Thursday, September 26, 2013

Ted Cruz

Senator Ted Cruz of Texas has been roundly and viciously criticized, not only by Democrats but also by his fellow Republicans, for launching a 21 hour filibuster Tuesday in an attempt to draw the nation's attention to the very deep flaws in the Affordable Care Act. Cruz's filibuster was undertaken, ostensibly, in what he knew to be a doomed attempt to defund the whole health care plan, which almost every Republican has agreed needs to be done but which no other Republican has any idea how to accomplish.

It's been very disappointing to see the response from his fellow Republicans. Many of them merely disagreed with the tactic, which is fine, but many others engaged in personal attacks on Cruz that were deeply discouraging. Senator John McCain, Rep. Peter King, and ersatz conservative Joe Scarborough at MSNBC were among the worst.

Senator Cruz during his 21 hour filibuster
Aside from the scurrilous attacks by these men, one of the more frustrating criticisms of Cruz was the assertion that what he was doing would never work. It was quixotic, a fool's errand, to fight a battle that couldn't be won. The Democrats control the Senate and the White House and there's no hope that Cruz would succeed. Thus, he was portrayed as everything from a "terrorist," an "arsonist," and an "extremist," (by Democrats) to a "fraud" and an "idiot" (by Republicans). I think this is not only a shameful response, it's absurd.

It's a bit like calling the Texans at the Alamo fools for standing and fighting when there was no way they could win. It's like calling the Spartans at Thermopylae idiots for refusing to flee when they knew they were in a hopeless position. I'd bet that many of those who think Cruz a "whacko bird" for fighting a fight in which he couldn't prevail were themselves inspired as they watched the movie version of Les Miserables by the young men who chose to fight an unwinnable battle on the barricades for the principle of liberty. The man who fights against impossible odds for what he believes to be right, who fights for a principle, is not a fool. In fact, we call such men heroes.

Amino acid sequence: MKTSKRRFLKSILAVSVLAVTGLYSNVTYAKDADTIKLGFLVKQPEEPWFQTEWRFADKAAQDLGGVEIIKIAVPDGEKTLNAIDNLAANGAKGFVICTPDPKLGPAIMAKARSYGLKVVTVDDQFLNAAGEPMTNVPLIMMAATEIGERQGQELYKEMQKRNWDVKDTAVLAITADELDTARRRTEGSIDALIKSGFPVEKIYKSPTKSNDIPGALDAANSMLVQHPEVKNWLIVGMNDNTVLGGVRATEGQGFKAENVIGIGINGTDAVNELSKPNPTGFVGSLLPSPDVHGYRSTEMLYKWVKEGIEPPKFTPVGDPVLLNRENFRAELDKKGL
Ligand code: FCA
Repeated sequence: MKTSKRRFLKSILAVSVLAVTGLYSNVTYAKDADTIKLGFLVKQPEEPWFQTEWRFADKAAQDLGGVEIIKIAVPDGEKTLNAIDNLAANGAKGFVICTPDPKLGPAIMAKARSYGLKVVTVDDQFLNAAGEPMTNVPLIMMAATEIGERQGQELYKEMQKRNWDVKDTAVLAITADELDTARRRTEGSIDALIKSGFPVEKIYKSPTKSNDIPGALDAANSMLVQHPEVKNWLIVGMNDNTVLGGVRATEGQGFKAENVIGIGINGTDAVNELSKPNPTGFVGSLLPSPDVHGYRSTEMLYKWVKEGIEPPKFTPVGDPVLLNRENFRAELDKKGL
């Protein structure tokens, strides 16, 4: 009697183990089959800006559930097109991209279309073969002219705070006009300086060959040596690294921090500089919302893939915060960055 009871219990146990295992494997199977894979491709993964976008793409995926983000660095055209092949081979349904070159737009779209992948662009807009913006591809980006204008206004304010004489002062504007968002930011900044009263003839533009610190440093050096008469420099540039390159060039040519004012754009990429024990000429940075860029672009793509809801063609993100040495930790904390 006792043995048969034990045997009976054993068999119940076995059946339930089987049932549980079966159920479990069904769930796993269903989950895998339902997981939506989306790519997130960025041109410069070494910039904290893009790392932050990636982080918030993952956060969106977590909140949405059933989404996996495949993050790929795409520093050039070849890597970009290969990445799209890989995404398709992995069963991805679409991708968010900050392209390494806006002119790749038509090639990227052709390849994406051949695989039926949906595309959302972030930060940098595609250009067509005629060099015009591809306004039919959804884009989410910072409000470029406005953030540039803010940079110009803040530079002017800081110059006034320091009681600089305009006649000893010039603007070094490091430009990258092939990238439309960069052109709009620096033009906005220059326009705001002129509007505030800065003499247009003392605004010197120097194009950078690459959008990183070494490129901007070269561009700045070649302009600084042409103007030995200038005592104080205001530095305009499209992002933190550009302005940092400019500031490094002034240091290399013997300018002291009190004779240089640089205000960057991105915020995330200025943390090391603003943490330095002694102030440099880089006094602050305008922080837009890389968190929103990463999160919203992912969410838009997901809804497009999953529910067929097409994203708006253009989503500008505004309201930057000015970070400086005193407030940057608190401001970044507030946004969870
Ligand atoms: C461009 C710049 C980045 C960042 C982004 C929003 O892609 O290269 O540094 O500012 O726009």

This leads me to another shameful criticism of Cruz, namely, that he only carried out the filibuster in order to bolster his chances of gaining his party's presidential nomination in 2016, not because he was animated by principle. According to the people who allege this, Cruz is in reality an unprincipled fraud whose primary motivation for taking the lead in the fight to defund Obamacare is pure political self-interest, but if this really was Cruz's motivation he chose a very odd strategy for achieving it - alienating the entire party establishment.

Furthermore, how do the people who bring this charge know that that is his motivation? What reason do they have for imputing ignoble motives to him? Have we become so cynical that we no longer believe that any politician ever does anything in the best interest of the country? Does everyone in politics always have a political motive for everything they do?

Why can't people disagree with someone without assuming the worst motives in that person? What sort of man is it who's so quick to attack an opponent with slander and insult, especially an opponent in one's own party? These attacks by Cruz's own colleagues in the GOP conference are not only extraordinarily hurtful they're historically unprecedented.

Throughout the barrage of invective, however, Cruz has responded with grace and forbearance, refusing to respond in kind to the calumnies to which he's been subjected. He's shown himself, through the arguments he's made and the irenic demeanor he has displayed, to have a compelling case against the Affordable Care Act, to be more principled than many of his detractors, and to be a far better man than any of his ugliest critics.